António Guterres released a statement after meeting Greek Cypriot leader, Nicos Anastasiades, and the leader of the Turkish Cypriots, Mr Mustafa Akıncı, in the German capital, Berlin.
“Both leaders welcomed my engagement and reaffirmed to me their commitment and determination to achieve a settlement based on a bi-zonal, bi-communal federation with political equality as set out in the relevant Security Council resolutions, including OP4 of UN Security Council Resolution 716”.
Read the statement of the Secretary-General @antonioguterres on Cyprus https://t.co/UCyOjXVkeW pic.twitter.com/ALeezWCEkA
— UN Spokesperson (@UN_Spokesperson) November 25, 2019
The UN Mission in Cyprus, UNFICYP, was established in 1964 to prevent conflict between the two communities, and in the absence of a political settlement, it continues to maintain ceasefire lines and a buffer zone. Peacekeepers are working towards a future where the whole island can reunite, in a safe and secure environment.
Mr. Guterres said he believes the two leaders are “motivated by a sense of urgency” and had agreed “that achieving a comprehensive and durable settlement to the Cyprus problem within a foreseeable horizon is of utmost importance to the future well-being of both communities and that the status quo is unsustainable.”
The Greek Cypriot leader and the Turkish Cypriot leader affirmed their commitment to the Joint Declaration of 11 February 2014, and “the six point framework I presented on 30 June 2017 with a view to achieve a strategic agreement paving the way forward for a comprehensive settlement”.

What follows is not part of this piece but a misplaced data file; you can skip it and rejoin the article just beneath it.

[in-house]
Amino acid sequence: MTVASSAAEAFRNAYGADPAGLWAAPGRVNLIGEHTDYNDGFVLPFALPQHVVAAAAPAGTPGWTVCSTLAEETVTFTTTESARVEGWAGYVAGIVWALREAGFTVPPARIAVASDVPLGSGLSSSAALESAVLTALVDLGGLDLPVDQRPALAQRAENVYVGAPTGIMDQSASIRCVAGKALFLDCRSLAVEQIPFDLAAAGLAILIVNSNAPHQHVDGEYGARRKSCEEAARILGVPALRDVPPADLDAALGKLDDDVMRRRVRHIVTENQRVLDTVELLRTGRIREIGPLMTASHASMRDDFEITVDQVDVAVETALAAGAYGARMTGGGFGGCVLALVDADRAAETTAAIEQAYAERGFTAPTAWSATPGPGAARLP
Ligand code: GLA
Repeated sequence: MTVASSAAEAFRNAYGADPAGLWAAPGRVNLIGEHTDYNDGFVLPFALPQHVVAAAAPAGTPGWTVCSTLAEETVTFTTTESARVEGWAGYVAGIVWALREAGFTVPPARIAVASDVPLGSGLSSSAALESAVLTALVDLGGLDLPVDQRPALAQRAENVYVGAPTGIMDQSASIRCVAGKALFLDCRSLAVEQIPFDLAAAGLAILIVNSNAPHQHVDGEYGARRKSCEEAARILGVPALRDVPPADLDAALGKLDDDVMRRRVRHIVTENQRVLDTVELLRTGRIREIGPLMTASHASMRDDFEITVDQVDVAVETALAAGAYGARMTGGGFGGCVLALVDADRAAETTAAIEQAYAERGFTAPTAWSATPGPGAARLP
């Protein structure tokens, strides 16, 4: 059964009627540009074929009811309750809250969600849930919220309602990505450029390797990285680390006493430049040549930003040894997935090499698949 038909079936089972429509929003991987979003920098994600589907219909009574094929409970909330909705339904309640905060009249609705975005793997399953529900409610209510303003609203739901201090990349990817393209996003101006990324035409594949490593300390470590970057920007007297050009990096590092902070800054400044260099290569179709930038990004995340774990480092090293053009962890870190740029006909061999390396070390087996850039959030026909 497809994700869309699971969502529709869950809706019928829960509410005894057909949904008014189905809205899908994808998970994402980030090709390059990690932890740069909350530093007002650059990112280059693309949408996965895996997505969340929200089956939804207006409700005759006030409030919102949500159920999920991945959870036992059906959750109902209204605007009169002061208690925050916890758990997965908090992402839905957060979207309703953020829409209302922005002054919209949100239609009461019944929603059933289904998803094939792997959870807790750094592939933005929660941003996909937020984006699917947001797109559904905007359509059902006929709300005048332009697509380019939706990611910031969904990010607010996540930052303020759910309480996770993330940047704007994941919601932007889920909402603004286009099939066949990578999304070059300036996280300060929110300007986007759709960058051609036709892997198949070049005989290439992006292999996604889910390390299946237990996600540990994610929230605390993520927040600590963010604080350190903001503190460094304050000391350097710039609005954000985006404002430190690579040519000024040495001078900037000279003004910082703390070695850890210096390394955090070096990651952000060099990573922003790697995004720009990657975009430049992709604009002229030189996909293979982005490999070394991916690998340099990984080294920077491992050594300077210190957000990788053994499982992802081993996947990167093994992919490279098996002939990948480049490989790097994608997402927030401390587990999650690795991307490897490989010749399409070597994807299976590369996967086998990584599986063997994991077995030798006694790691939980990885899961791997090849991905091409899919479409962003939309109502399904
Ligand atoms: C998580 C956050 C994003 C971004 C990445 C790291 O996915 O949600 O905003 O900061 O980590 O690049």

The two leaders agreed in August following a meeting with the UNFICYP head, Elizabeth Spehar, to meet the UN chief in due course, in order to “plan the way forward” on reopening substantive talks towards a deal.
Mr. Guterres said that in view of these discussions, “I have agreed to extend my efforts to achieve terms of reference to serve as a consensus starting point for phased, meaningful, and results-oriented negotiations at the earliest feasible opportunity. In this regard, I committed to explore with the Turkish Cypriot leader and the Greek Cypriot leader and with the Guarantor powers, the possibility to convene an informal five-plus-UN meeting at an appropriate stage.”
In July 2017, despite hopes being high of a possible breakthrough between the Greek and Turkish leaders, the UN chief said he was “deeply sorry” to report that despite a strong level of engagement, the two sides could not reach an agreement. In his statement on Monday, Mr. Guterres said both now “acknowledged that this time must be different.”